Ironwood Daily Globe from Ironwood, Michigan on July 19, 1965 · Page 17
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Ironwood Daily Globe from Ironwood, Michigan · Page 17

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Ironwood, Michigan
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Monday, July 19, 1965
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Page 17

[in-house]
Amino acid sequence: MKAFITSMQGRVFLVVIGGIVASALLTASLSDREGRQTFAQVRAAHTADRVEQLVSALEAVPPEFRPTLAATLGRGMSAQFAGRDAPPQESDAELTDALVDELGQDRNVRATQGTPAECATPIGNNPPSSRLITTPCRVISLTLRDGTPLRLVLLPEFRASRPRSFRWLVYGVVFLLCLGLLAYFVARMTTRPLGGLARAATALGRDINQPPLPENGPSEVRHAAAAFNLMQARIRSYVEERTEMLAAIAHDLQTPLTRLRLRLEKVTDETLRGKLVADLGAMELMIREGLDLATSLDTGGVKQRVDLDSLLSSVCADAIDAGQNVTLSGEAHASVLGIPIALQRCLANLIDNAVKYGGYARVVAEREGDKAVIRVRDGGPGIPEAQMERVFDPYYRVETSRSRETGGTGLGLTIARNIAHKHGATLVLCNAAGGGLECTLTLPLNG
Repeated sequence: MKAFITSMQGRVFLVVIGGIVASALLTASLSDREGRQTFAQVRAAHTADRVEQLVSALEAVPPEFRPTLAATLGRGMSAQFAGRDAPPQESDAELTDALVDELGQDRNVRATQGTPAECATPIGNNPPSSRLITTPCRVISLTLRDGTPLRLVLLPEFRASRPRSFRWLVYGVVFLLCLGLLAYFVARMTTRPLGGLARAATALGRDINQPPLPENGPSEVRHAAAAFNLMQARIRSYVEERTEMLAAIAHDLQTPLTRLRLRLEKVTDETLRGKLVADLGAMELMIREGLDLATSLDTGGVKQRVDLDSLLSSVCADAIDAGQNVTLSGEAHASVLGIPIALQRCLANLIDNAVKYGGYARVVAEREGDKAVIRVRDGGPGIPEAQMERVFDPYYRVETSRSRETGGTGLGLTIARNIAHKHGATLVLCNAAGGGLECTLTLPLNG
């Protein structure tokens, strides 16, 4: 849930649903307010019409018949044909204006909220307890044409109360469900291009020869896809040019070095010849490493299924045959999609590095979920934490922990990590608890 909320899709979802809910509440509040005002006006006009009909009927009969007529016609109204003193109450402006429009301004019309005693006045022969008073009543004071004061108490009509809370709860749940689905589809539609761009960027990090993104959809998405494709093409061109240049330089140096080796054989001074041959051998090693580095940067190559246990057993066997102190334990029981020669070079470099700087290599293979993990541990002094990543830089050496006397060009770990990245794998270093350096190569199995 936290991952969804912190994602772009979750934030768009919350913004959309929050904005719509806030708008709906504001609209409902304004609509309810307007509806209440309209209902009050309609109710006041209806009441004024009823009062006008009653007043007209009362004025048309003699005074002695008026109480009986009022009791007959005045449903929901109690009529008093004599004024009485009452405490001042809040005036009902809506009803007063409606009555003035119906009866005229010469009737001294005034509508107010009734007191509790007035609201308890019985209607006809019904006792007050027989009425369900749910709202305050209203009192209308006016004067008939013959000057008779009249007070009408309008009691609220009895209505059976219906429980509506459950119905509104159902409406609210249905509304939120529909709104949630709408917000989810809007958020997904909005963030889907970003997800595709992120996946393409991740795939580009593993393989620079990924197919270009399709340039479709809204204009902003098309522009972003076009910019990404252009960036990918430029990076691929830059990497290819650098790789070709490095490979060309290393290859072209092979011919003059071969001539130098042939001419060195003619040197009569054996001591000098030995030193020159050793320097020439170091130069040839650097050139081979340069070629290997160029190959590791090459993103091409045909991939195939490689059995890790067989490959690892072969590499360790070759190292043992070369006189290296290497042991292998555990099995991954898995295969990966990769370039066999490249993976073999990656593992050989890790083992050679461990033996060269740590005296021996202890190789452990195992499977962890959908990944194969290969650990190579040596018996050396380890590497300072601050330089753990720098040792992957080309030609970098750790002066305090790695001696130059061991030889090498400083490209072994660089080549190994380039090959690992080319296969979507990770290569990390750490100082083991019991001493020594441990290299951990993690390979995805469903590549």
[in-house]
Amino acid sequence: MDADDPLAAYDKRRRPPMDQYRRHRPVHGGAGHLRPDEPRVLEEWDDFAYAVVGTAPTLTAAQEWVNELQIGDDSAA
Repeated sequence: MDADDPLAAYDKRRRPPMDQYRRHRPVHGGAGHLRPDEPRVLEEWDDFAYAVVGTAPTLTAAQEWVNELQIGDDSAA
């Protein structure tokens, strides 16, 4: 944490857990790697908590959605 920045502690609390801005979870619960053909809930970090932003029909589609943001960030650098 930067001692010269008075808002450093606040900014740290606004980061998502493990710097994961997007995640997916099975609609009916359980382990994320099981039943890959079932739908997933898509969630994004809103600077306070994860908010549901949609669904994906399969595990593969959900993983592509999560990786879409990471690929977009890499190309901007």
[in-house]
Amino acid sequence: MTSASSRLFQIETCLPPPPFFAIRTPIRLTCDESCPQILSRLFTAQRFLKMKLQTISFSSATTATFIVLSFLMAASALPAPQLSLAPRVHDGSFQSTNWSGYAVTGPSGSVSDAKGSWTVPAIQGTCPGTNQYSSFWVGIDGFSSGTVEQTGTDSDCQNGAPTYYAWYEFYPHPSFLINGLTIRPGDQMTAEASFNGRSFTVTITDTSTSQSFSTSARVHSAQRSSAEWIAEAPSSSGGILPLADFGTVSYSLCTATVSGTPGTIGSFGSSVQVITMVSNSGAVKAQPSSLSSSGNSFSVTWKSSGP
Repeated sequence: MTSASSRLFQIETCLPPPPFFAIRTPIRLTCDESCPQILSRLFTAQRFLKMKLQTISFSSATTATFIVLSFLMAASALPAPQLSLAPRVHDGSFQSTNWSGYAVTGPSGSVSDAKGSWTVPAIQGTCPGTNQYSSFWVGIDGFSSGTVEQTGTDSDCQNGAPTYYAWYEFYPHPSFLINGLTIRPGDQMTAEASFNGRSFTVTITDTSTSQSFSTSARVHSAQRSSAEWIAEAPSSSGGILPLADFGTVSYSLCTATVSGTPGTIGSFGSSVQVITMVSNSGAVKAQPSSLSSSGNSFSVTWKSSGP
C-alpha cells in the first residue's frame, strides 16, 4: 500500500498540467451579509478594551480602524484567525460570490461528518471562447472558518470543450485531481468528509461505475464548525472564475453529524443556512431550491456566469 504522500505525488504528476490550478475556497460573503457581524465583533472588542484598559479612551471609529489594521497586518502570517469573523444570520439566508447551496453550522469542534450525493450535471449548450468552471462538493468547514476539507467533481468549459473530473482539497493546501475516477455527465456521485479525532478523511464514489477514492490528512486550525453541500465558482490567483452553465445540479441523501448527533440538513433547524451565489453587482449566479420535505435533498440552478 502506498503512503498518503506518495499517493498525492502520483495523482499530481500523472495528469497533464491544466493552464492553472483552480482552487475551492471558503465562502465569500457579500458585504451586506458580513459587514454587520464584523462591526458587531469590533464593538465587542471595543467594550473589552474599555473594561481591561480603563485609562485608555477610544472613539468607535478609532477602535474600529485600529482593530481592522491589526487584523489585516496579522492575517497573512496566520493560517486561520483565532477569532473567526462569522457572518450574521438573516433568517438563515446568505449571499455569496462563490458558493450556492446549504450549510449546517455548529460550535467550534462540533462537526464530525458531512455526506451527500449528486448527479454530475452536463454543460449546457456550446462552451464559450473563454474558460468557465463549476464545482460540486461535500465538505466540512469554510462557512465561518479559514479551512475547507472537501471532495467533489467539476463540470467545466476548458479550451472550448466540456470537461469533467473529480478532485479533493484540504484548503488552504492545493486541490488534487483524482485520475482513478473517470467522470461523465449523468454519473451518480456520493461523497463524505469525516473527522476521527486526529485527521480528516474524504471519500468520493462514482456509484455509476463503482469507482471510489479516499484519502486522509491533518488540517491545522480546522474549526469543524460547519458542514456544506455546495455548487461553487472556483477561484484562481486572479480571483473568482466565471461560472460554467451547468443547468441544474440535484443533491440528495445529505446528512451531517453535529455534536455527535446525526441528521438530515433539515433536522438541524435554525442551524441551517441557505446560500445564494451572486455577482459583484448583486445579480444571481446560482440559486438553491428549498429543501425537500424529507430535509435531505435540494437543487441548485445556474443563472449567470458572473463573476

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MONDAY, JULY 19, 1965. IRONWOOD DAILY GLOBE, 1RONWOOD, MICHIGAN FIVE From Air South Viet Nam Lookf Like Cemetery By HAL BOYLE DA NANO, South Viet Nam 'AP» — Leaves from a war reporter's notebook: From the air South Viet Nam 'ooks in many places like a vast •v-metery. When you first fly over the ••ountryslcle. you notice what, at first look like bomb craters or >ld abandoned wells.' But no one could have' dropped that many bombs or abandoned that many wells. What you are seeing are the tombs of some of Asia's unnumbered dead. Tombs outnumber the rice paddles, where grow in vividi preen the white grains that feed' the country's living millions. The tombs cluster by the hundreds in every patch of sandy outworn soil. In smaller numbers, they also stud the fertile rice paddles, as If the clamorous dead were draining the sustenance of the living. Some*of the tombs are new and handsome In gold and blue colors. But most are gray and old and lichen-encrusted, and the dead within them as forgotten as the faded, fallen leaves of a flame tree. 'Happy Humphrey' Enjoys New Life After Losing 600 Pounds AUGUSTA, Ga. (AP) — Happy Humphrey weighed 802 pounds three years ago, and he was so fat he had to sit up to sleep. Today, fresh from a dieting research program, he Is almost 600 pounds lighter and says the difference has changed his life. "For the first time In my life I can cross my legs," said Happy, crossing them. -'Look at this. ' "I can do things now that I 1 could never do before I oan hunt and fish and swim. And for the first time In 15 years J :an sleep lying down. I was so big that I used to have to sleep "It- ting at a 45-degree angle. "I can even wear store-bought clothes now," said Happy, | HOW!—Getting into the spirit of things at Saturday's gigantic parade that was held as part of the Hiawatha Festival are "Chief" Charles E. Gotta, left, of-the Hiawatha Committee, and Russell W. Glynn, manager of the ironwood Chamber of Commerce. Clad from head to toe In the garb of an Indian chief, Got- ta, standing firm'and erect, greets the huge throngs that lined the streets in typical Indian tradition, while Glynn appears to be getting carried away and jubilantly throws up both arms in a gesture of friendship and "peace." (Daily Globe Photo) * The poet Sara Teasdale wrote of "children's faces looking up, holding wonder like cup." It is the faces of Vietnamese children that give most encouragement to Americans here. They are so bright-eyed, enthusiastic, and eager to , accept change. n the eyes of the middle-aged and elderly, you are depressed to see sometimes a veiled animosity or at best a dull passivity. Often you have the feeling they don't really see you at all — they are either looking through you or around you, as if you were not there at all. But the children and the! youths see you. They are inter-1 ested In Americans and this Is cheering, even though you may have to face up to the fact that what they are looking for may more often be a cigarette than help to political freedom. The hardest thing for Americans to get used to over here is Vietnamese money. It is by far the shabbiest paper currency on earth, particularly in small denominations. The largest bill is the 500- piastre note. This is worth about $7, and they are invariably clean and crisp and neat. The average Vietnamese worker, who earns from less than 60 up to 85 piastres a day, rarely gets his hands on one. Iho 100- and 200-piastre notes rue usually in pretty good shape, too. The five, 10- and 20-piastre notes — and particularly the lives — are the financial language of the poor. The five- piastre note is so dirty, frayed, unsanitary and pawed over that you feel you may be contracting a nameless disease every time you accept one in change. 20,000 Tour Science Lab LOS ALAMOS, N.M (AP) — Spokesmen estimate 20,000 per- ions during the weekend toured The situation in South Viet Nam is bewildering in many ways to thousands of the American military men stationed here. The customs of the people are so different, the conduct of the war itself is so different, from anything they have known before. But there is also a great determination on the part of most to see this thing through. I think the best expression of both this bewilderment and determination that I have heard was made by -Capt. James W. Haerer, 33, a fighter pilot from Tampa, Fla. During a flight we made together on a supply plane to £ mountain fort, Haerer said: "You don't always know wha you're fighting over here — but you know it has to be fought." Training Has To Be Reduced HOUSTON, Tex. (AP)—Soipe training exercises for Gemini 5 astronauts have been junked be cause of a time shortage, i space official says. Patil Haney, Manned Space craft Center public affairs offi cer, said Sunday that astronaut L. Gordon Cooper Jr. and Charles Conrad Jr. do not have time enough left between now and the expected Aug. 19 launch date to complete a training schedule laid out for the 8-da flight. "We have had to cance planetarium star studies," said, "and several other exer cises." Practicing the proper escape methods from a dummy spacecraft submerged in watej are others that have been scrapped, sources say. Another casualty of the tinii shortage is Individual news in terviews with Cooper and Con rad. Haney said the interview instead would be with ,all news gathering agencies asking ques tions at the same time. USE DAILY GLOBE , WANT-ADS vi whose real name is William J. Cobb. The Atlanta Constitution told in a copyrighted story today how Cobb, 39, had suffered a heart attack In 1962 while wrestling under the name Happy Humphrey. A physician In his hometown, Macon, 3a., told him f.o reduce. Cobb managed to get his weight Sown to 844 pounds Defore becoming a volunteer patient m June, '.963, at the Medical College M 3eorgia's Clinical Investigation Unit. Dr Wayne V. Oreenberg was :onducting a research project to determine which diets are most effective and whether It is better to nibble all day or take your calories to one dose. Cobb lived at the hospital un- 'der precisely controlled conditions until last April, when his weight had dropped to 227 pounds. During his stay Cobb never ate less than 1,000 calories a day. He dieted hi 56-day cycles. For 28 days he was given three meals a day and a bedtime snack, with the same food served every meal. For the next 28 days he ate the same food but all at one meal. Three diets were alternated In cycles, one mostly fats, another mostly carbohydrates and the third predominately protein. Dr. Oreenberg said final data had not been compiled but the protein diet seemed most effective. While on that diet, Cobb ate ground beef twice a day. He weighs 230 pounds and says he can't recall not being fat. "When 1 was born, I weighed 18 pounds," said Cobb "Later I wore a bedsheet for a diaper. When I' was 12 years Old, 1 weighed 300 pounds. "Eating to me was like drinking Is to some people. I couldn't stop. My grocery bill ran from $25 to $30 a day. "I have eaten a 14-pound turkey with all the trimmings at one sitting," he said. "And 1 could put away 15 chickens at • time." CIBOLA'S SEVEN CITIES Early S p a n I r h explorers searched for the Seven Cities of Cibola because of their reputedly fabulous wealth These cities supposedly were located in what now is the southwestern section of the United States. IN JUST 15 MINUTES IF YOU HAVE TO SCRATCH YOUR ITCH, Your 48o oack al any drag star*. Quick-drying ITCH-ME-NOT deaden* the Itcb and bnrnlnc. Antiseptic action kills germs to speed healing, flat fer eczema, Insect bites, fool Iteb, other surface rashes. Now at Ironwood Pharmacy. Exciting savings for family and home—in every department. First quality merchandise at extra-low Penney prices. Charge it! enneiff M/AVS FIRST m IAI rrv •* ALWAYS FIRST QUALITY FIRST PLACE WINNER — Winning first place in the float contest which was entered in the parade here Saturday afternoon was the float submitted by the Gogeblc Range Junior Chamber of Commerce, consisting of a large Indian war bonnet. Lloyd Lento is shown standing on the float dressed in full regalia 2\nd the girl in front of him is Karen Oman, daughter of Mr. and Mrs. Walter Oman, Bessemer. (Daily Globe Photo) the laboratory where the first atomic bomb was made. The occasion was the first open house at Los Alamos scientific laboratory in five years. Some areas of the secret facility were opened to the public for the first time. The open house was timed to coincide with the 20th anniversary of the first detonation July 16, 1945, of.,ah atomic bomb in southern New Mexico near Alamogordo. USB DAILY GLOBE WANTrADS WHITEWALLS €>• e SPECTACULAR LOW PRICES to introduce the SENSATIONAL NEW fir c$l one Safety Champion Nylon Specially designed and constructed for today's modern Interstate Highways! * Greater Safety—Super-weld race tire construction (or sustained high speed driving. * Longer Mileage-built with Firestone SUP-R-TUF rubber for maximum tire mileage. •k Better Steering Control — new wrap-around design provides positive control on comers and curves. * Greater Road Stability — improved performance at higher speeds for a quiet, comfortable ride. 19 FOR TYPE fOft TYPE 5.20-13 tubeless 6.70-15 tube-type 6.00-13 tubeless 7.75-15 tube-type 5,60-15 tubeless 6.00-16 tube-type BLACKWALLS »3 LESS 21 FOR TYPE 6.50-13 tubeless 6.00-15 tubeless FOR TYPE 6,85-15 tubeless BLACKWALLS *3 LESS 'A '^<T ,xv Mounted 22 FOR TYPE FOR TYPE 6.50-14 tubeless 6.70-15 tubeless 7.50-14 tubeless 7.35-15 tubeless 7.75-14 tubeless 7.75-15 tubeless 6.50-15 tubeless BLACKWALLS »3 LESS 'FOR TYPE 8.00-14 tubeless 7.60-15 tube-type 8.25-14 tubeless 8.45-15 tube-type 7.10-15 tubeless 8.15-15 tubeless BLACKWALLS »3 LESS •Plus tax and trade-in tire off your car. ••v'Ttf it-ton* De Luxe Champion New Treads RETREADS ON SOUND TIRE BODIES Oil ON YOUR OWN TIMS WHITEWALLS 2 7.50x14 SIZE Plus tax and 2 recappabU trade-in' tires of same.. »{ie off your rear.; BAKKA TIRE SHOP 205 W.Aurora St. Ironwood Dioh932-3120 WOMEN'S BETTER SWIMWEAR REDUCED! BIG SAVINS! Regular 7 98 - 8? 8 ,- 9 98 . . NOW 7 94 n I 1198 1O 98 Regular | | - | x Regular 14 98 - . 15 98 * o » a o e e e o . e NOW NOW 11 44 OPEN YOUR CHARGE ACCOUNT AT PENNEY'S MEN'S SWIMSUITS Regular Now 4 98 >$8« "., ., ^ v .«3 ::;••: 393 _ 2*8 . 2 44 BOYS' SWIMSUITS Regular Now O 49 - I 88 1 49 -100 88 GIRLS' SWIMSUITS Regular , Now 3 98 - 2 88 2 98 - 2 44 1 98 •'... I 44 "* J5"'. 1 >-.»< fn> •